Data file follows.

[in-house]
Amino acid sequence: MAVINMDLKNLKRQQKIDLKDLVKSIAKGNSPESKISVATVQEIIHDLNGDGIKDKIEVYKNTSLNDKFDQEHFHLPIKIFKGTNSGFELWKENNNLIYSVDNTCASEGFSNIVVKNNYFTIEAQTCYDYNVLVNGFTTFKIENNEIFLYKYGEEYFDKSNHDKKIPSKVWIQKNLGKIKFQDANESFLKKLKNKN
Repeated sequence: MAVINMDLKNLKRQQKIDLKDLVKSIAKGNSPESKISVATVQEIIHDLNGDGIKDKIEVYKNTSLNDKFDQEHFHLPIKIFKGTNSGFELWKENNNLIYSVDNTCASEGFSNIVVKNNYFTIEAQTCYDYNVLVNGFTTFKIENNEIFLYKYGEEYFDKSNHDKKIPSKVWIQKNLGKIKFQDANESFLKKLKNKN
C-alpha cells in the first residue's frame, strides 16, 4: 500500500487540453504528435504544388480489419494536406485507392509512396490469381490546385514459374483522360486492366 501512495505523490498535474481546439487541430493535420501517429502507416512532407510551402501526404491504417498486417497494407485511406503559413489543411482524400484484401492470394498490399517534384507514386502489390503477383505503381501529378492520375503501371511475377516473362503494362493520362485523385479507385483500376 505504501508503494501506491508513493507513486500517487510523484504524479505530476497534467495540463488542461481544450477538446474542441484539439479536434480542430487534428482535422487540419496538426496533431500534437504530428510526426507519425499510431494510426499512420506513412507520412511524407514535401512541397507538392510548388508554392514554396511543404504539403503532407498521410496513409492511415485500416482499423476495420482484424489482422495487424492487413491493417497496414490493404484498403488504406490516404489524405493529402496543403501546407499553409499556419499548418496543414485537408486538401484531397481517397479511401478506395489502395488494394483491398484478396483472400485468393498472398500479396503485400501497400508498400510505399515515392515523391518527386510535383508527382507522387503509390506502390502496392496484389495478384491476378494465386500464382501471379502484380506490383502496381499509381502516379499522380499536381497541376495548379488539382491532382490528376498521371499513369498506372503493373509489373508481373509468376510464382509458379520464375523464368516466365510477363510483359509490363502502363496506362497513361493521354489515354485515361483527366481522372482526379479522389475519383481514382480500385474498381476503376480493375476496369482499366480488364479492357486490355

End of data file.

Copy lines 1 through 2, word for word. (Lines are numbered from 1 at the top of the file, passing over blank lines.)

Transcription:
[in-house]
Amino acid sequence: MAVINMDLKNLKRQQKIDLKDLVKSIAKGNSPESKISVATVQEIIHDLNGDGIKDKIEVYKNTSLNDKFDQEHFHLPIKIFKGTNSGFELWKENNNLIYSVDNTCASEGFSNIVVKNNYFTIEAQTCYDYNVLVNGFTTFKIENNEIFLYKYGEEYFDKSNHDKKIPSKVWIQKNLGKIKFQDANESFLKKLKNKN